• All types of emails are subject to the same filtering, regardless of content

At TrueAccord, every time we send an email our email providers notify us of events like delivered, open, click, hard bounce (such as an email being sent to an invalid or nonexistent email address), soft bounce (typically an indicator of a temporary technical issue on the recipients’ end), and spam complaints.

In the case of bounces, TrueAccord stores that data and categorizes it as not delivered. Emails that result in a soft bounce are temporary bounces and could get delivered within 72 hours. For hard bounces, we will not send to those again—or it severely hurts our reputation among ESPs and ISPs. For Regulation F compliance when delivering disclosures electronically, debt collectors are required to monitor for deliverability. TrueAccord presumes that any hard bounce or undelivered soft-bounce (one that is not delivered after 72 hours of the first soft bounce) has not been delivered.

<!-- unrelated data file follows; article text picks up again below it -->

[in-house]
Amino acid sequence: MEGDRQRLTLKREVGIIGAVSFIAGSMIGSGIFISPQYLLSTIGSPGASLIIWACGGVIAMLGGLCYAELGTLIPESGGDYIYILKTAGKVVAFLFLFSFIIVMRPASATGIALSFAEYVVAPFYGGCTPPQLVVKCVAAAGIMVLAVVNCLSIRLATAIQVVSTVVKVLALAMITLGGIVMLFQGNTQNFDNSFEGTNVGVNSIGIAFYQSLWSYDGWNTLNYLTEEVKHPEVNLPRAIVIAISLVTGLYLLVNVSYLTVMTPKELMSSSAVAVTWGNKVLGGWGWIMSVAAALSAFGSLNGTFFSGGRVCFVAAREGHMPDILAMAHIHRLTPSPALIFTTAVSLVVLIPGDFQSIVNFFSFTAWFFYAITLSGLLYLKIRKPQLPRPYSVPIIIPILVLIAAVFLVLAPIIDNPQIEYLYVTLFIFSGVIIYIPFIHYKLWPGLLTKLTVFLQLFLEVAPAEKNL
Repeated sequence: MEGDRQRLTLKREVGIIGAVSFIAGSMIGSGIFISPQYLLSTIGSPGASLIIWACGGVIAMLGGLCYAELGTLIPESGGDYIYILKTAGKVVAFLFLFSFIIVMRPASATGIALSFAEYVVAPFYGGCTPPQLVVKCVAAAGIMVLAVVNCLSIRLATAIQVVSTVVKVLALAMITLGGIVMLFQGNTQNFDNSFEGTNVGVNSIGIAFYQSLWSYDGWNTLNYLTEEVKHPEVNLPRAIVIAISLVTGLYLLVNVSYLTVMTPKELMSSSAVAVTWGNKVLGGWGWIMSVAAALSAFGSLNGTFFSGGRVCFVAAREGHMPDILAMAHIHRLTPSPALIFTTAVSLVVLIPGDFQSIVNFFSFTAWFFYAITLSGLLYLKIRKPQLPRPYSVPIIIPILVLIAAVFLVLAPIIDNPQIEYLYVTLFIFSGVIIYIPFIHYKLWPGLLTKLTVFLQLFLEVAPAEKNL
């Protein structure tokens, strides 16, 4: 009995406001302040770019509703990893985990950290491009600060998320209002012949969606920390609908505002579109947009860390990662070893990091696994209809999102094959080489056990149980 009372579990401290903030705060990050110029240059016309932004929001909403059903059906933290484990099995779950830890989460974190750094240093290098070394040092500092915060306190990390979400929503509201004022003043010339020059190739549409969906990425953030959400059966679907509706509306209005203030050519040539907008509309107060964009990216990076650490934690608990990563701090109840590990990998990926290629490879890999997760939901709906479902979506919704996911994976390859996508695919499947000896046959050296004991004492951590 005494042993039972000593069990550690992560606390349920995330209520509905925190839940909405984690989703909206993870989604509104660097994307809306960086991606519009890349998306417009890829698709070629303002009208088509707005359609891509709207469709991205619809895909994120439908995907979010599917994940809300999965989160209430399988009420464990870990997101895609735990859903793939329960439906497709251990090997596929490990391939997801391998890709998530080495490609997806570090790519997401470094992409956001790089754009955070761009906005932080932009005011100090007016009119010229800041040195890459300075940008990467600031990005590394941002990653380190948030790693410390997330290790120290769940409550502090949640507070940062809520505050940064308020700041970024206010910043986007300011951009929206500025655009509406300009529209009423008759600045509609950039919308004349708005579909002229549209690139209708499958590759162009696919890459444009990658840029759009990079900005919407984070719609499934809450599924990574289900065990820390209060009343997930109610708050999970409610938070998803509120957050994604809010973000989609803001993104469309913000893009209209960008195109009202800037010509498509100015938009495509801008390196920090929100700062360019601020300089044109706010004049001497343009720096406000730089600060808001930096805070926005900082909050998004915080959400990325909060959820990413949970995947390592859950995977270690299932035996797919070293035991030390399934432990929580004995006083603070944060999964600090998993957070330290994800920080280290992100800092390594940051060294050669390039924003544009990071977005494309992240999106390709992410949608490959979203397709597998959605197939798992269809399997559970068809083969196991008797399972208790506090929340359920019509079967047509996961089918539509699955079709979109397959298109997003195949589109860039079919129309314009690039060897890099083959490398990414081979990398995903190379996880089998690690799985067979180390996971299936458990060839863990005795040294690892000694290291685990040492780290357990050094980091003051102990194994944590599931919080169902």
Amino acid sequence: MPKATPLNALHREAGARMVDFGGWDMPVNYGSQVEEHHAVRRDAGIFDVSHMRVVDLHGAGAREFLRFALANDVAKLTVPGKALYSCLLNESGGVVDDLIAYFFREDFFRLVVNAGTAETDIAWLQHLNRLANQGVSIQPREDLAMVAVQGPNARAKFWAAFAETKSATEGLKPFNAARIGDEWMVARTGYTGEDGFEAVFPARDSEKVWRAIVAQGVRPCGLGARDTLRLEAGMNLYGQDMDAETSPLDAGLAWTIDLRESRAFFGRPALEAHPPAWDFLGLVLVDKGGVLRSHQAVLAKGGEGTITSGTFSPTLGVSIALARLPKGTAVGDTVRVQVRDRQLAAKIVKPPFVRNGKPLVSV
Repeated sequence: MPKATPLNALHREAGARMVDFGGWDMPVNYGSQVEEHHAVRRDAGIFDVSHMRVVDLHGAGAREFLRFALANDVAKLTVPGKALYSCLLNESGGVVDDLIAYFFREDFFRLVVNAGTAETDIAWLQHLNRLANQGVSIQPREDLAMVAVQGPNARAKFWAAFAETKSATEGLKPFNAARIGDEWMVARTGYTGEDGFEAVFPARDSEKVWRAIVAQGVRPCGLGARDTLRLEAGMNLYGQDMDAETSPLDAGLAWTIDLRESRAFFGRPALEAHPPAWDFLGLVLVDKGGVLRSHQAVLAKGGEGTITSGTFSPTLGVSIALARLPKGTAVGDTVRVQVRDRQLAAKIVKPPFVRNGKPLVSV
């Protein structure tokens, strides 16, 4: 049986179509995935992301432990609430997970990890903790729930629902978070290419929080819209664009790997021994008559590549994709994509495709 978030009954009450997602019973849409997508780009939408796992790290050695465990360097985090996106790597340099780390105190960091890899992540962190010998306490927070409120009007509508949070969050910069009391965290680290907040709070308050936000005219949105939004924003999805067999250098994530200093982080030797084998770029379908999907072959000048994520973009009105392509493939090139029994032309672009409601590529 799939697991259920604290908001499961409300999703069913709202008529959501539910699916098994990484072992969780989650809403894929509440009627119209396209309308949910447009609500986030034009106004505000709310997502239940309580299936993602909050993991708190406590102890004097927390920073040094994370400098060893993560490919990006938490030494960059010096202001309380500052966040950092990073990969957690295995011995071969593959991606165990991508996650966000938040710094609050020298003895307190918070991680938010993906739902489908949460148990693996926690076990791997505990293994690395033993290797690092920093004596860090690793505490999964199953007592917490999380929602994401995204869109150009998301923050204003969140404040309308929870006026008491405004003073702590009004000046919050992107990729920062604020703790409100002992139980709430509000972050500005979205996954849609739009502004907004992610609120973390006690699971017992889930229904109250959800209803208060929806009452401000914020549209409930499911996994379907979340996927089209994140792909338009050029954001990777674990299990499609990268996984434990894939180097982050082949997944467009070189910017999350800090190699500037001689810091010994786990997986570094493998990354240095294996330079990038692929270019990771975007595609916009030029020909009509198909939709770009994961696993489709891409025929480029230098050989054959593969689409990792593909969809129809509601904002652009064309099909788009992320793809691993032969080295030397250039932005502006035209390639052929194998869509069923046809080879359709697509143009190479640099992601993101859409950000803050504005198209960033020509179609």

Why are ISPs So Selective?

the ISPs are selective on what emails get accepted and which actually reach the inbox. But there are three key initiatives ISPs consider:

  • To protect email account owners from:
  • Spam
  • Scams
  • Poor experience
  • To protect and prioritize company resources:
  • Limited email engines i.e. mail servers
  • Limited bandwidth
  • Limited personnel or internal expertise
  • To continue driving revenue:
  • Lower email interaction reduces ad impressions and revenue
  • Too many emails can lead to account abandonment from subscribers

Best Practices to Get Your Emails Delivered

Understanding the different components of email, how it actually works, and the selective filters in place to protect consumers are all important to a successful email program. Now let’s look at several best practices to follow:

  • Build and maintain a positive sender reputation with ISPs and ESPs
  • Ensure good email list hygiene
  • Send to actively engaged subscribers
  • Maintain consistent volume and cadence (avoid spikes)
  • Avoid spammy subject lines
  • Develop valuable content that would engage subscribers

While many of these best practices may seem like no-brainers, achieving them can take more skill and effort than most businesses expect. Each of these contribute to email delivery rates and more importantly, deliverability to recipients’ inboxes—key drivers towards consumer engagement and your bottom line.

Ready to step up your engagement with better email strategies? Schedule a consultation to get started »»